Otters are such fun to watch. They are playful and cute and a joy to observe. Ucluelet has two types of otters: river otters and sea otters. The otter above is a river otter and the otter in the slideshow below amongst the kelp beds is Ollie, a sea otter.
Sea otters have been re-introduced to the West Coast here: they were hunted for their fur (the densest of any animal) and luckily we seem to have realized that is not a good thing. Much better to have them living and frolicking in our waters. Sea otters use tools (rocks) to open shells and dislodge food within and they control the sea urchin population which otherwise damage delicate ocean kelp forest ecosystems. How big are sea otters? Big! Sea otters are the heaviest of the weasel family weighing in at 30-100 pounds. Adult sea otters tend to forage alone but relax together with their gender type in groups called rafts. Rafts usually top out at 100 otters but a raft of 2,000 otters has been documented. Another thing they do to stop drifting when hanging or eating is to wrap themselves in kelp. Smart.
River otters are semi-aquatic and tip the scales at 11-30 pounds making them smaller than they sea sisters. While the sea otters prefer to be in water, the river otters groove along between land and water equally well. River otters are very social and families are comprised of a female and her offspring Males bond quite well with other males creating social groups that get along quite well, even during mating season males tend to hang out together and don't get into the macho thing. They also seem to welcome other males into their territory to share resources and are not territorial - what a concept. River otters are also quite well known for their sense of play - especially the younger ones - chasing and wrestling until Mom catches some food to eat. Sounds like a pretty cool scene - perhaps humans could learn a lot from river otters.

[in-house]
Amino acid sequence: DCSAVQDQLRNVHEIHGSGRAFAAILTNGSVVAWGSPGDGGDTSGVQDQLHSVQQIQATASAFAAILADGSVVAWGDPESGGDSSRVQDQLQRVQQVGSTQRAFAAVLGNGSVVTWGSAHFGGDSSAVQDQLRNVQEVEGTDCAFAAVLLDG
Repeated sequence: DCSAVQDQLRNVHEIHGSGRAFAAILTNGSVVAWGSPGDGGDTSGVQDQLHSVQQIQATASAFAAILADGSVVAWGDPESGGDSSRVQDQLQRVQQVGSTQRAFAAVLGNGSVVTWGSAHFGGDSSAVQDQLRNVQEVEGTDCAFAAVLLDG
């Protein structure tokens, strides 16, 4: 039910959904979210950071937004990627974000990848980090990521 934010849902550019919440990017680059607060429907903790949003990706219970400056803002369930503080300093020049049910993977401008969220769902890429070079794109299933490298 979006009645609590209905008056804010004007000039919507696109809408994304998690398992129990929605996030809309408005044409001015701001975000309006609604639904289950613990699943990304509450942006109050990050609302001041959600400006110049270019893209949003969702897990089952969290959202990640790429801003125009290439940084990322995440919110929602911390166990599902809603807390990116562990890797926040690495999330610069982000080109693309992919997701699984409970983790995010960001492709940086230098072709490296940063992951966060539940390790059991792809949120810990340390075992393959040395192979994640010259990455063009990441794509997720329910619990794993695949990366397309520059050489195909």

No wonder everyone loves otters!
Ollie the otter was photographed by Archipelago Wildlife Cruises for our otter photo slideshow below.
The otters on the dock photographs are courtesy of Tofino Photography.
Click on any image to open the slide show.